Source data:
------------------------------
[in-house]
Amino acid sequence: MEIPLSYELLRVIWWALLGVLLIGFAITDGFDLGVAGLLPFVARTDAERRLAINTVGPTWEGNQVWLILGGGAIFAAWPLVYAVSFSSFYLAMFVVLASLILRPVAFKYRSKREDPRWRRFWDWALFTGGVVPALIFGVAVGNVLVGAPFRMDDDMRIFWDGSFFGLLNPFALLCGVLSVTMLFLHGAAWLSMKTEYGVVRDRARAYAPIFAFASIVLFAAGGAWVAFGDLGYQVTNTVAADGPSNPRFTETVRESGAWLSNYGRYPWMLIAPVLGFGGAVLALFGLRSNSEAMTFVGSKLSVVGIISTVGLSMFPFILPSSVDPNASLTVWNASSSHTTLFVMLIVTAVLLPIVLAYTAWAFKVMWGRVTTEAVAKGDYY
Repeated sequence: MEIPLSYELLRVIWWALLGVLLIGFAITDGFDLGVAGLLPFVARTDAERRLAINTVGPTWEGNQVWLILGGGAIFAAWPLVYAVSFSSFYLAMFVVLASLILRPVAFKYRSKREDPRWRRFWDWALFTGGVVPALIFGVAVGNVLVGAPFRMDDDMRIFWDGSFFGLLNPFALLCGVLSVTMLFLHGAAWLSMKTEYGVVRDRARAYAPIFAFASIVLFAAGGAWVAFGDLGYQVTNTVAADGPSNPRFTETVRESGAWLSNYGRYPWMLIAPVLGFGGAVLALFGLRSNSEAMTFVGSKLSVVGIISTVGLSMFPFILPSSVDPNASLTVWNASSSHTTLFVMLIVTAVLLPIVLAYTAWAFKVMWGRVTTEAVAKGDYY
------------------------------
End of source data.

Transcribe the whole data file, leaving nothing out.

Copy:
[in-house]
Amino acid sequence: MEIPLSYELLRVIWWALLGVLLIGFAITDGFDLGVAGLLPFVARTDAERRLAINTVGPTWEGNQVWLILGGGAIFAAWPLVYAVSFSSFYLAMFVVLASLILRPVAFKYRSKREDPRWRRFWDWALFTGGVVPALIFGVAVGNVLVGAPFRMDDDMRIFWDGSFFGLLNPFALLCGVLSVTMLFLHGAAWLSMKTEYGVVRDRARAYAPIFAFASIVLFAAGGAWVAFGDLGYQVTNTVAADGPSNPRFTETVRESGAWLSNYGRYPWMLIAPVLGFGGAVLALFGLRSNSEAMTFVGSKLSVVGIISTVGLSMFPFILPSSVDPNASLTVWNASSSHTTLFVMLIVTAVLLPIVLAYTAWAFKVMWGRVTTEAVAKGDYY
Repeated sequence: MEIPLSYELLRVIWWALLGVLLIGFAITDGFDLGVAGLLPFVARTDAERRLAINTVGPTWEGNQVWLILGGGAIFAAWPLVYAVSFSSFYLAMFVVLASLILRPVAFKYRSKREDPRWRRFWDWALFTGGVVPALIFGVAVGNVLVGAPFRMDDDMRIFWDGSFFGLLNPFALLCGVLSVTMLFLHGAAWLSMKTEYGVVRDRARAYAPIFAFASIVLFAAGGAWVAFGDLGYQVTNTVAADGPSNPRFTETVRESGAWLSNYGRYPWMLIAPVLGFGGAVLALFGLRSNSEAMTFVGSKLSVVGIISTVGLSMFPFILPSSVDPNASLTVWNASSSHTTLFVMLIVTAVLLPIVLAYTAWAFKVMWGRVTTEAVAKGDYY